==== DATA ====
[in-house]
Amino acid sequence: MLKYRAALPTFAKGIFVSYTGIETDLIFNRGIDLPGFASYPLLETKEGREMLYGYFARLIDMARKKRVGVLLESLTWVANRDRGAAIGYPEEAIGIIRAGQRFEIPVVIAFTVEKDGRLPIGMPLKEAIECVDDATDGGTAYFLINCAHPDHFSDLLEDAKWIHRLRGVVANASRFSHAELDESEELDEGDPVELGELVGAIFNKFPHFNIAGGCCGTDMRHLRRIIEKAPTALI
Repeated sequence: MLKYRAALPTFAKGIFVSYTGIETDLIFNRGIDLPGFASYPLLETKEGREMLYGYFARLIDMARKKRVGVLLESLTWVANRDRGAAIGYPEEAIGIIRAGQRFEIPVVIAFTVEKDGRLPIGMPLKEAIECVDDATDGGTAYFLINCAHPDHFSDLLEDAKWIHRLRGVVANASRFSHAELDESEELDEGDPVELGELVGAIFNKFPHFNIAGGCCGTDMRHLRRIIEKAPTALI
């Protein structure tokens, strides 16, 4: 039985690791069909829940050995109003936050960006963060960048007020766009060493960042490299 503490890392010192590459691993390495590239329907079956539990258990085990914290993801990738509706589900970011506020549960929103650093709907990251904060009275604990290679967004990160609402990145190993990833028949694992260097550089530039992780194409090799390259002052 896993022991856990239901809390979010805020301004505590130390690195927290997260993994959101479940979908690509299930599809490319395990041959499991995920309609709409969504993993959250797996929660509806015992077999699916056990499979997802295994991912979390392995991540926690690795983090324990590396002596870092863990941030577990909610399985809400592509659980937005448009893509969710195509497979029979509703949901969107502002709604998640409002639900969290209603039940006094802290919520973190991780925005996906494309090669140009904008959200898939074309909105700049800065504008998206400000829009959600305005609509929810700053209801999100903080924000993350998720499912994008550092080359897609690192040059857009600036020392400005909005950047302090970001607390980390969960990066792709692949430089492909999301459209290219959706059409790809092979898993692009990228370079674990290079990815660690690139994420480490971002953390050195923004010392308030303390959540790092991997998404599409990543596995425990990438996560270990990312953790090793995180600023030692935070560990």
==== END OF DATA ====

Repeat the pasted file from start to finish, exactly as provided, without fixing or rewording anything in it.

[in-house]
Amino acid sequence: MLKYRAALPTFAKGIFVSYTGIETDLIFNRGIDLPGFASYPLLETKEGREMLYGYFARLIDMARKKRVGVLLESLTWVANRDRGAAIGYPEEAIGIIRAGQRFEIPVVIAFTVEKDGRLPIGMPLKEAIECVDDATDGGTAYFLINCAHPDHFSDLLEDAKWIHRLRGVVANASRFSHAELDESEELDEGDPVELGELVGAIFNKFPHFNIAGGCCGTDMRHLRRIIEKAPTALI
Repeated sequence: MLKYRAALPTFAKGIFVSYTGIETDLIFNRGIDLPGFASYPLLETKEGREMLYGYFARLIDMARKKRVGVLLESLTWVANRDRGAAIGYPEEAIGIIRAGQRFEIPVVIAFTVEKDGRLPIGMPLKEAIECVDDATDGGTAYFLINCAHPDHFSDLLEDAKWIHRLRGVVANASRFSHAELDESEELDEGDPVELGELVGAIFNKFPHFNIAGGCCGTDMRHLRRIIEKAPTALI
């Protein structure tokens, strides 16, 4: 039985690791069909829940050995109003936050960006963060960048007020766009060493960042490299 503490890392010192590459691993390495590239329907079956539990258990085990914290993801990738509706589900970011506020549960929103650093709907990251904060009275604990290679967004990160609402990145190993990833028949694992260097550089530039992780194409090799390259002052 896993022991856990239901809390979010805020301004505590130390690195927290997260993994959101479940979908690509299930599809490319395990041959499991995920309609709409969504993993959250797996929660509806015992077999699916056990499979997802295994991912979390392995991540926690690795983090324990590396002596870092863990941030577990909610399985809400592509659980937005448009893509969710195509497979029979509703949901969107502002709604998640409002639900969290209603039940006094802290919520973190991780925005996906494309090669140009904008959200898939074309909105700049800065504008998206400000829009959600305005609509929810700053209801999100903080924000993350998720499912994008550092080359897609690192040059857009600036020392400005909005950047302090970001607390980390969960990066792709692949430089492909999301459209290219959706059409790809092979898993692009990228370079674990290079990815660690690139994420480490971002953390050195923004010392308030303390959540790092991997998404599409990543596995425990990438996560270990990312953790090793995180600023030692935070560990």